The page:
Board to Tears – Week 1

Board to Tears

A Breakdown on Board Game Approachability

Week 1: The Good


This month, I am developing a card game. Over the past couple of months, my gaming friends and I have been drawn to board games and card games when we hang out, particularly co-op games. Something about the physicality, the teamwork, and the personal social interactions make these games more alluring than other activities including video games. Our favorites include games like Eldritch Horror, Zombicide, and soon to be Betrayal on the House on the Hill, once there is another production run…

Though one might think that board games have a lower barrier to entry allowing a wider appeal (one being me), I find it difficult selling these games to my less “gamer” oriented friends. Even though my March project is not evolving in such a direction, I would love to dissect these barriers and find “gateway” board games for everyone to enjoy that still hit the same highs.

Before we can find out what is wrong, I find it could be useful to find what is right with these games that I enjoy so much.

First off, there is something… empowering about the physicality of the game. Controlling the movement of pieces, the drawing of cards, and the rolling of dice means we take the place of the computer. It is more work, but it also means everything that happens in the game is at our fingertips. As a result, everything in the game is transparent. Unlike video games, nothing can be blamed on technology. Server lag, connection issues, glitches, and bugs are non existent. In fact, any faults in the game can be fixed with “House Rules”. No MODing or reprogramming is necessary, simply a vote. (I normally don’t like to do this because I have a certain level of trust in Game designers, however, occasionally this is misplaced). The cherry on top is that there is never an electronic barrier to entry. Most of the time, the only thing needed is a copy of the game. No controllers, TV, or consoles are required.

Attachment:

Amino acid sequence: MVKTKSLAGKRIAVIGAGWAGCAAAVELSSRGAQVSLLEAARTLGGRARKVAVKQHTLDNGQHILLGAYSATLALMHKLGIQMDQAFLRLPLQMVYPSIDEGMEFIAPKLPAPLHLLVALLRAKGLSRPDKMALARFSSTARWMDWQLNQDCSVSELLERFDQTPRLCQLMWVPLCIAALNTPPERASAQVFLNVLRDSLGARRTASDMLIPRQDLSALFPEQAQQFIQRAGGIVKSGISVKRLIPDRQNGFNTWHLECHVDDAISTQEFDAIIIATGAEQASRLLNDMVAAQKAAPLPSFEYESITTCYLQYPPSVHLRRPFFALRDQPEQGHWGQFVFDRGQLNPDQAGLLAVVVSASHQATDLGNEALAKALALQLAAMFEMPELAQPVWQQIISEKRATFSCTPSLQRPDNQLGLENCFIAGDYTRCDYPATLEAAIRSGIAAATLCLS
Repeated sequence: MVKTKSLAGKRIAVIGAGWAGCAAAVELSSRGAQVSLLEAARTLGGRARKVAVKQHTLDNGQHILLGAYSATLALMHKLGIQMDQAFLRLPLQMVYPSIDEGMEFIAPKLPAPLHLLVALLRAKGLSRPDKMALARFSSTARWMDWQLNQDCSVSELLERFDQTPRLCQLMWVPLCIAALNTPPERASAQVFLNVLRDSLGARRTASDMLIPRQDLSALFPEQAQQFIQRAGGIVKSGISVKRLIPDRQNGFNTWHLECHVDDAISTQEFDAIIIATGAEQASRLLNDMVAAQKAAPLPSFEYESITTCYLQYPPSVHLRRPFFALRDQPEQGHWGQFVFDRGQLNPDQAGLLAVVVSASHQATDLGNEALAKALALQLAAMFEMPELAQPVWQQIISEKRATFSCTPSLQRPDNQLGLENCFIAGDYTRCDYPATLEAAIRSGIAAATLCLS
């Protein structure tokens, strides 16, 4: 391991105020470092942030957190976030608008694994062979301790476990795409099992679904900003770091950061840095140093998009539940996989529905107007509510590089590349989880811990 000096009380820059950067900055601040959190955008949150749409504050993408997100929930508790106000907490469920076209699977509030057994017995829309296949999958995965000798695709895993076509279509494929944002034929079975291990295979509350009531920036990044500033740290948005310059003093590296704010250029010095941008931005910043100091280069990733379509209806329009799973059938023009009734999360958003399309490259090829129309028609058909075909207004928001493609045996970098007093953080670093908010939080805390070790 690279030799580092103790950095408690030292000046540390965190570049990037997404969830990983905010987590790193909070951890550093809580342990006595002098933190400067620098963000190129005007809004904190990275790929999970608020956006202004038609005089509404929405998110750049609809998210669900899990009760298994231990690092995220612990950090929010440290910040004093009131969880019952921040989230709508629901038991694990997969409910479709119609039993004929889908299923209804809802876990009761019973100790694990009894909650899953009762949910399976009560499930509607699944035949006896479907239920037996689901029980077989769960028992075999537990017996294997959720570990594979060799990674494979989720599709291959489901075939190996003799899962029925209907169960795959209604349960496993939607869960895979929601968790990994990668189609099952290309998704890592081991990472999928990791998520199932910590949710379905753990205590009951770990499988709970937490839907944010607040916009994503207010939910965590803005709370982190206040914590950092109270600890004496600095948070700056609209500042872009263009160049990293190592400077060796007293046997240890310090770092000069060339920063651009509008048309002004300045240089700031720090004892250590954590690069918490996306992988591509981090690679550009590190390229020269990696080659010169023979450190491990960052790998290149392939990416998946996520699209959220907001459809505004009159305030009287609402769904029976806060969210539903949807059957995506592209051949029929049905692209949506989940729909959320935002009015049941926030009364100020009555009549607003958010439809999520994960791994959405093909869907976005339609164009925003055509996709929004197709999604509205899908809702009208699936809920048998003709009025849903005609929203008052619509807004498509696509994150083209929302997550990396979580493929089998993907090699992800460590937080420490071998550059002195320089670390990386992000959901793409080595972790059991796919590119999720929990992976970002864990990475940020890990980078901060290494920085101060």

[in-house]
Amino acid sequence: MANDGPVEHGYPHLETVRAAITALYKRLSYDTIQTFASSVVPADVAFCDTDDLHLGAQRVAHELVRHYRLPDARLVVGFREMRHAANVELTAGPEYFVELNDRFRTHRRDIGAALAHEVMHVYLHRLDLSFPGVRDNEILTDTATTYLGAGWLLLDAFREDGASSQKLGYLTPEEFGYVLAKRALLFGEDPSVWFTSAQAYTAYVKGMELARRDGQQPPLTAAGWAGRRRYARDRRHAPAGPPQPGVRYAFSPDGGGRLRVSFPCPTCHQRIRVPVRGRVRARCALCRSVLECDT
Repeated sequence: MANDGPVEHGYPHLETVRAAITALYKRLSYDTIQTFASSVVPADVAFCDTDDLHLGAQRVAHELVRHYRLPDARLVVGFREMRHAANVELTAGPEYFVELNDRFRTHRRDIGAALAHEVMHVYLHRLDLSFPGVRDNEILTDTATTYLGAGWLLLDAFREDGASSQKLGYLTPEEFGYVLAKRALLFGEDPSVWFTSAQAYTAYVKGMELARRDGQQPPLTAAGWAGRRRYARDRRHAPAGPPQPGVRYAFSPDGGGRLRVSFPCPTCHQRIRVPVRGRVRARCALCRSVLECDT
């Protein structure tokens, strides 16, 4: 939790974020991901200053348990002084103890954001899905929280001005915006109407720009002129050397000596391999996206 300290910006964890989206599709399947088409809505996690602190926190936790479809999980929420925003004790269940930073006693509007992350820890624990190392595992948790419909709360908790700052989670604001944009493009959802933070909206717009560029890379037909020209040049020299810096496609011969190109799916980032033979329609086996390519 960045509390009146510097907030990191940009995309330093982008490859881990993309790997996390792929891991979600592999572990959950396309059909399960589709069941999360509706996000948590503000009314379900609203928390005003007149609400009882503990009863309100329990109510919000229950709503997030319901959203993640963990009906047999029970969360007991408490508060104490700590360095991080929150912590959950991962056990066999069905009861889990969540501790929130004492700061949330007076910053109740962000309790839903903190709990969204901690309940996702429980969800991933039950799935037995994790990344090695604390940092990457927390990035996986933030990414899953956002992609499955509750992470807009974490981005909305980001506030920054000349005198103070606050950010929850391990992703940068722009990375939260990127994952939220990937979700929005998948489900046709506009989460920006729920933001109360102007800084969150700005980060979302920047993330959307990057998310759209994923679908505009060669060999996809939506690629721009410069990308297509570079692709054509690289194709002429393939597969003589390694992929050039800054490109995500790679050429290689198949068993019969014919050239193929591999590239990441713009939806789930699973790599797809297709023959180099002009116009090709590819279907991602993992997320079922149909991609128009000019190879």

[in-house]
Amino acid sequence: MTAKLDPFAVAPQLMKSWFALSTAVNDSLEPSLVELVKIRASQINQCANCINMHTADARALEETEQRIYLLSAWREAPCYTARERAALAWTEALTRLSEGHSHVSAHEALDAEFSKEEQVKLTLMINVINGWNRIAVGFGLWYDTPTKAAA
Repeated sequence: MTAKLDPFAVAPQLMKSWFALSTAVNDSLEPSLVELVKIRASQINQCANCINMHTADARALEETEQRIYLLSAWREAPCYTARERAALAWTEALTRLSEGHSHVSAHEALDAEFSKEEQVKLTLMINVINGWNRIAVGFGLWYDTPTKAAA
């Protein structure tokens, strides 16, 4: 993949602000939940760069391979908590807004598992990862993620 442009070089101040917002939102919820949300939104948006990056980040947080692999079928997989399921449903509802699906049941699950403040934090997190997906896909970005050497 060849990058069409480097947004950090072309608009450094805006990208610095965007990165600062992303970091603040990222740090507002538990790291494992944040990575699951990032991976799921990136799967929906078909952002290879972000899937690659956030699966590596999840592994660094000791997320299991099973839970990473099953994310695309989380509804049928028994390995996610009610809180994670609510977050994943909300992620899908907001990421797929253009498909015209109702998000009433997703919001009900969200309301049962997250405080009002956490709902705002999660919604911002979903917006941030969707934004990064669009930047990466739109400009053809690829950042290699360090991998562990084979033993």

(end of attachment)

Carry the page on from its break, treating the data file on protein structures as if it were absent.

The second appeal comes from the person to person interaction. Sure, multiplayer video games allow me to interact with my friends, but it is over voice chat or next to each other on a couch. Board games allow a face to face interaction. You would be surprised how much facial cues and eye-to-eye contact can add to an interaction. A lot of noncooperative games take advantage of this making social interactions, bluffing, and mind games a core mechanic in the game. These interactions are what define common games like “Monopoly” or games devoted to this concept like “Resistance”.

Last but not least, the teamwork aspect of co-op games strengthens bonds and makes the whole experience more unique. Most games pit players against each other. I have some very competitive friends, this lead to grudges amongst our group. But with co-op games, we succeed together. Even better, with roleplaying games or games with a strong character element like the “Horror” series, we even create a shared experience together, one that is tailored to our styles and imaginations.

So in short, the types of board games I love…

1.Take advantage of the physicality giving the players the ability to control the game, but not too much that it becomes tiring to manage.

2. Encourage the players to communicate, joke, and enjoy each other’s company.

3. Allow the players to strategize, work together, and win together.

So board games sound PREAAAATTY awesome right about now, right? Yet, anyone who isn’t already sold seems to turn a blind eye. At best, one could drum up support for a “Settlers of Catan”. Though the German Oldschool brand of board games are pretty sick, there are more experiences out there beyond economic simulations. Next week, I will explore why some people may be turned off from board games.

photo credit: Great Beyond via photopin cc

photo credit: qousqous via photopin cc

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